Ideally speaking

Hat-Trick Design has topped our UK Awards chart for the first time this year. So who better to open our Creative Survey than co-founder Jim Sutherland? Here he talks about what makes a great client and designer

Jim Sutherland

We have been lucky enough to work for some amazing clients over the past few years – the Royal Mail, Land Securities, Natural History Museum, National Museums Scotland, Norwich University College of the Arts, the Salvation Army, Twickenham and the British Heart Foundation.

From our perspective, the aim is always to build a long-term relationship. It sounds obvious enough, but we recently figured out that 80 per cent of our work comes from clients we have worked with before. It takes time to build a level of trust and respect.

I thought I’d try working out exactly what makes a good client. What qualities should we look for? I asked everyone in the studio what they felt – from the secretary to the senior designers. There were a lot of common themes, which I have listed here – almost a wish list of how we’d like a client to be.

A good client wants designers who will:

  • Be interested
  • Be committed
  • Be ambitious
  • Want to do a fantastic job
  • Be on time
  • Be friendly
  • Be generous
  • Be polite
  • Enjoy the process
  • Be genuine
  • Be brave
  • Be prepared for change
  • Be appreciative
  • Be straightforward
  • Be honest
  • Be open-minded
  • Be enthusiastic
  • Be prepared to take risks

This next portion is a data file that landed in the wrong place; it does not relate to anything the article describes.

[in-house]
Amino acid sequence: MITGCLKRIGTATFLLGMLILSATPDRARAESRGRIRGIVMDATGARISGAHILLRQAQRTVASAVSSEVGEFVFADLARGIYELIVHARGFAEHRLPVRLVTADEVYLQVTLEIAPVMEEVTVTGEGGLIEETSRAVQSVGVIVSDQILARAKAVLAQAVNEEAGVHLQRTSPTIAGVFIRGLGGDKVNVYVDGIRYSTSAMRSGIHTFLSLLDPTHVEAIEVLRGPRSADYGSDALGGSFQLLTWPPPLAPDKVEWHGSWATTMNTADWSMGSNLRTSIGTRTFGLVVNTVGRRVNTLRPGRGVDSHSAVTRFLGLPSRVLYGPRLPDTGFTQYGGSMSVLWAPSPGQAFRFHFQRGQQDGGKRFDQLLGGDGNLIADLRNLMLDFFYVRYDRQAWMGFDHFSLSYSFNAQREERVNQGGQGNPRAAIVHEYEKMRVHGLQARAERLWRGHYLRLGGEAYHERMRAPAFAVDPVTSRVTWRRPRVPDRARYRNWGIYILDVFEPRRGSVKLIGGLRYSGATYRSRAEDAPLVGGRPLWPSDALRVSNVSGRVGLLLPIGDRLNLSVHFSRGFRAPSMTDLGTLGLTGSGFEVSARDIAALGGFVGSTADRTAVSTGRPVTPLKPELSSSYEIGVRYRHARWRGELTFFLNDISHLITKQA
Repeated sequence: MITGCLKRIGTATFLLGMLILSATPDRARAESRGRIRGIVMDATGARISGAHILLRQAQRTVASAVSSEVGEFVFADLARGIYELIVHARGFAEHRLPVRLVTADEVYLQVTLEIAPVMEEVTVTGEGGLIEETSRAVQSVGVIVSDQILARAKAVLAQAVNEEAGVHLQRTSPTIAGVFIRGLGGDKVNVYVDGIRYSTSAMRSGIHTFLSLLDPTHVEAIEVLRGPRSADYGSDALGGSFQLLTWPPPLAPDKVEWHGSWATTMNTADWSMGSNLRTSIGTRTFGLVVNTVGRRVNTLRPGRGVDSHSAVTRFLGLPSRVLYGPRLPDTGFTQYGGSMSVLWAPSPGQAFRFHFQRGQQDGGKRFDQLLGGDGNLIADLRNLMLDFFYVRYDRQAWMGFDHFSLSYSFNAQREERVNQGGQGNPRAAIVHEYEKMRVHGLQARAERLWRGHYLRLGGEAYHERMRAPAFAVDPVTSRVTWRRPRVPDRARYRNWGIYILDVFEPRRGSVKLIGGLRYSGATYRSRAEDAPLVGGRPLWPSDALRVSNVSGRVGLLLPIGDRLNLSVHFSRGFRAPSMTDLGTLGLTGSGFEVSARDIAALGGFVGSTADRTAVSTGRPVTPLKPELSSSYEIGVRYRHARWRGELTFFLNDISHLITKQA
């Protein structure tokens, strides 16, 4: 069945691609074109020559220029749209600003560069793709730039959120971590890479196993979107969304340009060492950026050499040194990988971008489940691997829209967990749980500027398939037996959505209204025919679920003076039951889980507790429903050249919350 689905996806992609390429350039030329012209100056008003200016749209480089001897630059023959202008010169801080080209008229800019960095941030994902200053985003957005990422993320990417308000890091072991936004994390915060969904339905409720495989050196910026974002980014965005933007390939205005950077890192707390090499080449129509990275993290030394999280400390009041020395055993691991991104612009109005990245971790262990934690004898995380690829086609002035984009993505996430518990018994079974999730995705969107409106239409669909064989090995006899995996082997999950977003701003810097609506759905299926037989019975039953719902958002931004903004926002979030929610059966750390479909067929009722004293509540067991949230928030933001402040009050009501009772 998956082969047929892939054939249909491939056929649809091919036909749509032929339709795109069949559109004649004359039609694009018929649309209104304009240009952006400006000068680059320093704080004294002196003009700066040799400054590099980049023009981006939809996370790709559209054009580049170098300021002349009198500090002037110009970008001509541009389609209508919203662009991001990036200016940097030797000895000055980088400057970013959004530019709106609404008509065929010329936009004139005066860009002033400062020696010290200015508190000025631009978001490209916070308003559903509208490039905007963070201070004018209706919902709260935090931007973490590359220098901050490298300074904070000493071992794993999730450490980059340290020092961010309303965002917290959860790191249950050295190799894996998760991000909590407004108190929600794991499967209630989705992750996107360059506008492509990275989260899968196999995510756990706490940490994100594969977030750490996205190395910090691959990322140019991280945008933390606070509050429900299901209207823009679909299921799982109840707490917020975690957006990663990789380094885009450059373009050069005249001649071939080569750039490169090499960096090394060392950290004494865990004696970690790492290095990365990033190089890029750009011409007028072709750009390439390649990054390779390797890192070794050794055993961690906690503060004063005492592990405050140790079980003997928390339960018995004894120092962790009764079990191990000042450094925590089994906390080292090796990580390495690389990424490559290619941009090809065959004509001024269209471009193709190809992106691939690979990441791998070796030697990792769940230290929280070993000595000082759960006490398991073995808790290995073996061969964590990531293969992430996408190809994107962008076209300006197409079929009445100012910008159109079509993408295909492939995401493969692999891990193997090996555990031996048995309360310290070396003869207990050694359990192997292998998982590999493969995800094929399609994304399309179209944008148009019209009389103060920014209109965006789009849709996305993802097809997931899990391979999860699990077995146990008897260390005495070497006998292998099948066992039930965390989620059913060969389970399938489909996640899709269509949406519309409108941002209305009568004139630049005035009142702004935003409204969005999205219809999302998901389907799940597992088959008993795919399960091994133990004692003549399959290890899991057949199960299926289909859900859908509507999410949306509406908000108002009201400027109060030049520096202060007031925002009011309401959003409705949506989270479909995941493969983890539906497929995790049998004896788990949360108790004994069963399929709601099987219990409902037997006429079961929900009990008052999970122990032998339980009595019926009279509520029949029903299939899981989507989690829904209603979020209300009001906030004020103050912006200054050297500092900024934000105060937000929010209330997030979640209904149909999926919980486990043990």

• Have a sense of humour
  • Be supportive
  • Be organised
  • Be receptive
  • Listen and respond
  • Stand up for what’s right
  • Offer you a cup of tea

Okay, some of these goals could easily be viewed as unrealistic and setting unachievable expectations (no excuses for the last one, though). No one – client or designer – can live up to these ideals all the time. But we can all at least agree to give it a try.

We want someone who will:

  • Be interested
  • Be committed
  • Be ambitious
  • Want to do a fantastic job
  • Be on time
  • Be friendly
  • Be generous
  • Be polite
  • Enjoy the process
  • Be genuine
  • Be brave
  • Be prepared for change
  • Be appreciative
  • Be straightforward
  • Be honest
  • Be open-minded
  • Be enthusiastic
  • Be prepared to take risks
  • Have a sense of humour
  • Be supportive
  • Be organised
  • Be receptive
  • Listen and respond
  • Stand up for what’s right
  • Offer you a cup of tea

Maybe this is asking a lot of clients – but not when you ask the same of yourselves. It occurred to me you could apply exactly the same criteria to the designer as to the client. It’s a useful way of seeing things from their perspective.

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